Limited liability companies may be owned by many different types of domestic and international entities. Membership in LLCs is legally possible not only for individuals but entire partnerships, corporations, and other groups. The terms of ownership within the LLC are mutually agreed upon by the owners. Any agreements may be written either in the articles of organization or within an operating agreement drawn up by the owners. The owners of an LLC have tremendous freedom in dividing among themselves the rights and responsibilities of running the company. The owners may distribute the LLC's losses and gains according to any formula they see fit, and the same freedom is true for choosing a management system. While some members may be actively involved in handling the company's daily affairs, others may have virtually no management rights. As long as no laws are ignored or broken, an LLC has a lot of flexibility in shaping its own operating rules.

Members of an LLC may only transfer their interest in the company if all other owners approve the transaction. The withdrawal or death of any member dissolves the LLC, unless all remaining members agree to continue.

Liability.

Perhaps every entrepreneur's nightmare is losing his personal assets to a lawsuit, a bad loan, or some other business obligation. No matter how much liability insurance you purchase, you ultimately have unlimited personal liability for a sole proprietorship or general partnership. The limited liability company's greatest attraction is the legal shield with which it guards its owners from unlimited personal liability. When an LLC is in debt or loses a lawsuit, its owners are only liable up to the amount of their initial capital contributions to the company.

In theory creditors and plaintiffs can only go after the LLC's property when they seek the payment of a business debt or obligation and cannot touch the personal assets of its owners. While this liability arrangement of an LLC may sound ideal to you now, the principles do work somewhat differently in real life. Even though the LLC's shield protects your personal assets from business obligations and debts, you must still worry about personal liability and negligence. If a client is hurt or the payment of a debt jeopardized because of your own negligence, the LLC's liability shield cannot protect you, and you are still personally liable for your actions. You also shouldn't kid yourself regarding loans by banks or other large financial institutions. If a bank is not absolutely sure that your LLC will be able to repay a loan on time, it will demand that at least one of the LLC's members guarantee the loan personally. Once you personally guarantee a loan, you are just as vulnerable to liability resulting from this debt as a sole proprietor.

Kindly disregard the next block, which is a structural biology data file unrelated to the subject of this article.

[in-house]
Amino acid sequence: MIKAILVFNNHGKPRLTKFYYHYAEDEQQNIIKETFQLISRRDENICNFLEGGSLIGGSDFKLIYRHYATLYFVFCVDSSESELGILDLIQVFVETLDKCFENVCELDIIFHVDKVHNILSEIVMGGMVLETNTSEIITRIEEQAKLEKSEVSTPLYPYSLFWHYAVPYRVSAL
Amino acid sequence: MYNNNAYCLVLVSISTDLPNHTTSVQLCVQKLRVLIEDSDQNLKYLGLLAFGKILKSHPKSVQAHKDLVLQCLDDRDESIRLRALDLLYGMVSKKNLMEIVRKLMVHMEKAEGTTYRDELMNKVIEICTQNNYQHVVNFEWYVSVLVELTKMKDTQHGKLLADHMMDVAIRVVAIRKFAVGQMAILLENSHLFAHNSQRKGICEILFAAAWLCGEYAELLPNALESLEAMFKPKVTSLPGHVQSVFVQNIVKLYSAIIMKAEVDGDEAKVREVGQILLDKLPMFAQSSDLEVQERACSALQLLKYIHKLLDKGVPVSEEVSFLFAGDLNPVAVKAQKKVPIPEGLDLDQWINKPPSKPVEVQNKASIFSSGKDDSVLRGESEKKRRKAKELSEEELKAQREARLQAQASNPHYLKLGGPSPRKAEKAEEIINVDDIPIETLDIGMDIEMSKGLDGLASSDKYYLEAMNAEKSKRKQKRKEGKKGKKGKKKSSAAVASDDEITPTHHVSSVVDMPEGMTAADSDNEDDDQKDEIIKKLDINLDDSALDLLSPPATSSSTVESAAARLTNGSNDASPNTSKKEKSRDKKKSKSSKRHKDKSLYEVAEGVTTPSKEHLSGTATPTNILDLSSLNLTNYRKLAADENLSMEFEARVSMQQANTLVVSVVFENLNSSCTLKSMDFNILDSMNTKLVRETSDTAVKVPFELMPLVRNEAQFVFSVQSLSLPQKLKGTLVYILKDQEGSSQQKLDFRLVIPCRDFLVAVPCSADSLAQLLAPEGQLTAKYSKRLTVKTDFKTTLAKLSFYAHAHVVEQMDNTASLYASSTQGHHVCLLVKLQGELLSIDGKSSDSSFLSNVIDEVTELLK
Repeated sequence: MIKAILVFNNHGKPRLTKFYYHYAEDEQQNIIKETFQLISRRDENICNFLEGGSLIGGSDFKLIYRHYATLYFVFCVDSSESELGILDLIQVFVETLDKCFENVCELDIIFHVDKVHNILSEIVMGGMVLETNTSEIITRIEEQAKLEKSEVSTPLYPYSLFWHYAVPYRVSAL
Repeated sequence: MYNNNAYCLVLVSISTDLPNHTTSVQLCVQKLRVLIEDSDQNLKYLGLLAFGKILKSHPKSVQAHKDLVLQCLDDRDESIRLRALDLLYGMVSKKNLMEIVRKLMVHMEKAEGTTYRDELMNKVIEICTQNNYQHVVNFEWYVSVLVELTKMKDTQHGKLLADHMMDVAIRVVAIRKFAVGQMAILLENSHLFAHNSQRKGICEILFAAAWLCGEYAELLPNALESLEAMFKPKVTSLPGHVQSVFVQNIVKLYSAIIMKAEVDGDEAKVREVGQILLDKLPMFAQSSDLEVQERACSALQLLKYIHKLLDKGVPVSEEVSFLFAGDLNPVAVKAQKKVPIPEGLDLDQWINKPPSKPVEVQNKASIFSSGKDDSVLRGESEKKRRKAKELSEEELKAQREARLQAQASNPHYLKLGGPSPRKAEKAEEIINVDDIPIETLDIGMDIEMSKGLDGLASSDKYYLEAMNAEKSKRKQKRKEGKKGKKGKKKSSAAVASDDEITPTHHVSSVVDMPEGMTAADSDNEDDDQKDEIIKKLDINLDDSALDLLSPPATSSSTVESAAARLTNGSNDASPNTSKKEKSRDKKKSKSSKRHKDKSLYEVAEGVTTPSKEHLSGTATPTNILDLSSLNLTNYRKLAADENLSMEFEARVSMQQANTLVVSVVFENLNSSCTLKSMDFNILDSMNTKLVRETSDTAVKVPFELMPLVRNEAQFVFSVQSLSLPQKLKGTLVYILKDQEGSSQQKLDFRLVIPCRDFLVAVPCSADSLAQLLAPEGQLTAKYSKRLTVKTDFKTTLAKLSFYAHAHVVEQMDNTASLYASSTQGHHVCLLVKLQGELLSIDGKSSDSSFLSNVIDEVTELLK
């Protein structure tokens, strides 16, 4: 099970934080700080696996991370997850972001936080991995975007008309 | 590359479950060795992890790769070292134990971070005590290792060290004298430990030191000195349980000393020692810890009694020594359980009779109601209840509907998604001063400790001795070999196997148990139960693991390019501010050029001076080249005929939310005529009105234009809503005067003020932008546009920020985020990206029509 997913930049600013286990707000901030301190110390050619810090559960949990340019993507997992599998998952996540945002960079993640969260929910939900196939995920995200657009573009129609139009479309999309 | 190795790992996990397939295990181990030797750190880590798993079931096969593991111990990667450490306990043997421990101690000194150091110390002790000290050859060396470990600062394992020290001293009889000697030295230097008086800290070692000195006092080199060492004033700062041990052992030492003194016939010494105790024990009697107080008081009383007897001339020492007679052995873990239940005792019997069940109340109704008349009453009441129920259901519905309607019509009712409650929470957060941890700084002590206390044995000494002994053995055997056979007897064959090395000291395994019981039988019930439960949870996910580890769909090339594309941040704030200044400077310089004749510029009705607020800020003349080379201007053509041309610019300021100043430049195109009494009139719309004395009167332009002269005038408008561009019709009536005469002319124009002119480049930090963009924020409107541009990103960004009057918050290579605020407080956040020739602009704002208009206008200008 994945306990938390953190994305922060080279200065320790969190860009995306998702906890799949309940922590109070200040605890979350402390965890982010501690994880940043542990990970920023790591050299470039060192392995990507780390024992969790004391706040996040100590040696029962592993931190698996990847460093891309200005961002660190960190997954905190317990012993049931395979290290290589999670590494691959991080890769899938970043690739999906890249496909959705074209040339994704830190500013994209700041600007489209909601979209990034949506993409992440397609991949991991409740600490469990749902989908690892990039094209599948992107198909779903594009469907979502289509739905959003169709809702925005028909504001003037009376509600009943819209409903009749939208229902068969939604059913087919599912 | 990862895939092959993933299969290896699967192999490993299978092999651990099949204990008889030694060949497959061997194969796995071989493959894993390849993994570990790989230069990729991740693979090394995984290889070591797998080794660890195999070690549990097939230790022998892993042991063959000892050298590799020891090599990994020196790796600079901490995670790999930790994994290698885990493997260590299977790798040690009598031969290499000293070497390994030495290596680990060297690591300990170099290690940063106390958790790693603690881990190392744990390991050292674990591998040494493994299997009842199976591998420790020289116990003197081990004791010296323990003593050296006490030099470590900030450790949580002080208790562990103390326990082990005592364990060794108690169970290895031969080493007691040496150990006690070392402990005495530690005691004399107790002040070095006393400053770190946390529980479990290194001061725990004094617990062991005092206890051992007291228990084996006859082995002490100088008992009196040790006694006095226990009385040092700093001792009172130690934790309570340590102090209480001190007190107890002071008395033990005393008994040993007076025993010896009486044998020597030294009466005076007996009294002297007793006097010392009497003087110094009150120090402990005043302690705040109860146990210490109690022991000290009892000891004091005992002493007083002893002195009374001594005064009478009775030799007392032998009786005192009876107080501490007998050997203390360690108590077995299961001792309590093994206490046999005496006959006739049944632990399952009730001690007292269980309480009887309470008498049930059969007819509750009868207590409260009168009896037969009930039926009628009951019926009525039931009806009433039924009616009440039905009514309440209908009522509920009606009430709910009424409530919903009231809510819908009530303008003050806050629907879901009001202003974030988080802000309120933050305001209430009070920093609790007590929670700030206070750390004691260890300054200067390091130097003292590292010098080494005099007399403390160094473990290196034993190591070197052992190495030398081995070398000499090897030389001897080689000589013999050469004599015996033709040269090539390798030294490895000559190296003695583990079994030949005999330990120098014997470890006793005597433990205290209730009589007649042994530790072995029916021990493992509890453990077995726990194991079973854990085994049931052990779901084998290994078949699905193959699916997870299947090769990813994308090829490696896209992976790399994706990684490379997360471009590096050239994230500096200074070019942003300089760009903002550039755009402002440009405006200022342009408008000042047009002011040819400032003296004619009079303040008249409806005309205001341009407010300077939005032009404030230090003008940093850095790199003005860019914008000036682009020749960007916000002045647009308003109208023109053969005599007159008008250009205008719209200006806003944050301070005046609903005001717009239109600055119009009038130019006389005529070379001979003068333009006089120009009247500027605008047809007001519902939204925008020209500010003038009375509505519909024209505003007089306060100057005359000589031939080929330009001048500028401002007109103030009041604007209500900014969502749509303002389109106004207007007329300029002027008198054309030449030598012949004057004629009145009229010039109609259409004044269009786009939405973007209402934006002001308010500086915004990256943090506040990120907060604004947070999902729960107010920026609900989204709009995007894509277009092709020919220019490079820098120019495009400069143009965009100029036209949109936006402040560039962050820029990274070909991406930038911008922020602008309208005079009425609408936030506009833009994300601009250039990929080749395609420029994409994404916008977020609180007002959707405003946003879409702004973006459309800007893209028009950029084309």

Finally, the absence of unlimited personal liability does not imply the lack of legal responsibilities with which a member of an LLC must comply It would not be advisable, for instance, to take out a loan on behalf of the LLC, pay the money out to its members as dividends, and claim the creditor is out of luck due to the LLC's insolvency. Most states' LLC statutes contain provisions that specify a limit to the amount of an LLC's capital that can be paid out as dividends.

Overall the LLC's liability shield is a safe and efficient way to protect yourself against financial ruin, although you should be wary of overestimating its power. The LLC is a fantastic way to drastically limit your liability exposure, but you are not completely immune.

Taxation:

Besides limited liability, partnership tax status is the second most important selling point for the LLC legal structure. In fact, it was the decision by the IRS in 1988 to give LLCs the same tax benefits from which partnerships had already profited for years that sparked the rise in LLC activity. The LLC has the freedom to divide its profits or losses among its members in any way it deems advantageous, and individual gains or losses by members are calculated and reported each year. Each member then declares his or her share of earnings or losses along with other income on his or her personal income tax return. Since members of an LLC can also be corporations or partnerships, dividends from the LLC are taxed with other earnings the member has.